Several important last-minute jobs have made me miss recent gatherings, and the wonderful exec who sends me these jobs recently called me out and put her foot down, essentially telling me to put on pants and go hang out with my friends once in a while before I went all squirrelly. Thus I'd sworn not to miss this one, minor advertising emergencies be damned.

And yet there it was: 8:30pm.

I laid back down in the hammock to pout. (Yes, I still sleep in a hammock.) I tossed. I turned. I grumbled. I slept and woke and slept and woke a few times. I considered getting up, then ruthlessly shot it down. Why bother? What was the point? It was already too late! Then my bladder chimed in, but I stuck to my guns. No! I would not get up! I would not get up just so I could be missing everything! It was stupid, and I was going back to bed.

At some point, a less sleepy portion of my brain pointed out that it was awfully damn bright for 8:30pm...

I begrudgingly got up to use the bathroom, shooting the clock a death-glare as I passed: 2:30pm.

Wait--2:30?

Yes, I dreamt that I overslept, then went back to sleep in the dream and refused to get up in the dream.

And so that evening I went lighter on the beer than I might otherwise, because who was to say that I was really awake yet?
mokie: Sleepy hobbit Will Graham naps on a couch (exhausted)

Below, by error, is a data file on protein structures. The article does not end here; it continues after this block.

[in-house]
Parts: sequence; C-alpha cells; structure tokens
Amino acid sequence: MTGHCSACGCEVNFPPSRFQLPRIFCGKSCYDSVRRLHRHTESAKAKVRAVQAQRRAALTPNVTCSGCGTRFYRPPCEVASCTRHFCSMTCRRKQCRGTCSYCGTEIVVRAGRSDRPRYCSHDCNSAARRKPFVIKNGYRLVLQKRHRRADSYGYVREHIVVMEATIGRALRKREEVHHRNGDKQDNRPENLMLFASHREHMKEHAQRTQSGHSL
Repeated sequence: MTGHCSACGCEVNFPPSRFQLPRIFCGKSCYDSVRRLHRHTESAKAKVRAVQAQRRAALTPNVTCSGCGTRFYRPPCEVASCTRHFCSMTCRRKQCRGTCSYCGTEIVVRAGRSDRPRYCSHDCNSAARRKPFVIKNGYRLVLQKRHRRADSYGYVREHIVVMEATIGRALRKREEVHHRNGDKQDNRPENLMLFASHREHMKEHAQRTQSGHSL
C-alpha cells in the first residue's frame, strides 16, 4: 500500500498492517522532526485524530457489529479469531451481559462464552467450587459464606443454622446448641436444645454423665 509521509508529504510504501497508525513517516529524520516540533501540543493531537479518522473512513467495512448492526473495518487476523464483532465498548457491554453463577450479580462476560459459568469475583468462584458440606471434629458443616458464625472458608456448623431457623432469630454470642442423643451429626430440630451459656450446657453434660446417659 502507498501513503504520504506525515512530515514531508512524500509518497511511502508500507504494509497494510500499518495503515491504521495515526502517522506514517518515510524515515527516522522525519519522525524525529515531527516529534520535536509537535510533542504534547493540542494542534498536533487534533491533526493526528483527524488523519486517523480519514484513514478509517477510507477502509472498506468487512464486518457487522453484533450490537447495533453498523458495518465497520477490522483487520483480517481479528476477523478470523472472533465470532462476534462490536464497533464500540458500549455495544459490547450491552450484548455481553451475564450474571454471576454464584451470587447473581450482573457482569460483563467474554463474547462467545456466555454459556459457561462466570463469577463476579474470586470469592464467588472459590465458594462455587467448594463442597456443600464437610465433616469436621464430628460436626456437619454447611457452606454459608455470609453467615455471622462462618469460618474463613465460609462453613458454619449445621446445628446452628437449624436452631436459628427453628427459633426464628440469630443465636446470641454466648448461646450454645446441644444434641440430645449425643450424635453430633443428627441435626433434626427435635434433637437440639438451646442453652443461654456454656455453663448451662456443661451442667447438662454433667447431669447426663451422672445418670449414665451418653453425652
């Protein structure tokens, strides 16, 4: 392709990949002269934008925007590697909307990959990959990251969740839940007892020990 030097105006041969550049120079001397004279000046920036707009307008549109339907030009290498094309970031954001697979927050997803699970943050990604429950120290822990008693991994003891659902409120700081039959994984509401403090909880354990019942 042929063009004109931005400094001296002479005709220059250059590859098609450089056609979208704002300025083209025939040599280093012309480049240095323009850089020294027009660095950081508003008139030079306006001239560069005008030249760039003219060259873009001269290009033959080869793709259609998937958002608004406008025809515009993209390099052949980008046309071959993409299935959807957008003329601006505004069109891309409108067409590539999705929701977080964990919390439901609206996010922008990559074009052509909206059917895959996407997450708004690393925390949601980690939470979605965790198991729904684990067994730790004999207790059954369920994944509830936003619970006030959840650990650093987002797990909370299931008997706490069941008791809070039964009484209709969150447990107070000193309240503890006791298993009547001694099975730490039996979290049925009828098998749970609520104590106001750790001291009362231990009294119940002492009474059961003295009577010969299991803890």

I opened my assorted friends lists today and realized that I haven't read in almost three months.

I've been swamped with work, and all that hardcore word-mining really strips my ability to put words together in anything longer than a sentence or two. I knew I'd fallen behind in posting. I hadn't realized I'd fallen so far behind in reading too, though.

And not just blogs. My sister lent me third book in the Dexter series before Christmas. It's sitting on my desk right now, mocking me with its unreadness. It's not a particularly dense or complex series, but making sense of sentences seems too much like work. I slide into the tub, open the book, and my eyelids droop in open rebellion; I took it to the doctor's office (just accompanying a relative) and nearly dozed off. The bookmark is at the midway point, but I'll be damned if I can remember anything past the first three pages.

Can one overdose on words? I think I might have.

Profile

mokie: Earthrise seen from the moon (Default)
mokie

August 2017

S M T W T F S
  12345
6789101112
13141516171819
202122 23242526
2728293031  

Credit

Syndicate

RSS Atom
Page generated Saturday, 23 September 2017 02:47 pm
Powered by Dreamwidth Studios

About dream/reading tags

y-* tags categorize dreams.

For types: beyond the obvious, there are dreamlets (very short dreams), stubs (fragment/outline of a partially-lost dream), gnatter (residual impression of a lost dream).

For characters: there are roles (characters fitting an archetype), symbols (characters as symbols), and sigils (recurring figures with a significance bigger than a single dream's role/symbolism).

x-* tags categorize books.

Material is categorized primarily by structure, style and setting. If searching for a particular genre, look for the defining features of that genre, e.g. x-form:nonfic:bio, x-style:horror, x-setting:dystopian.

Tags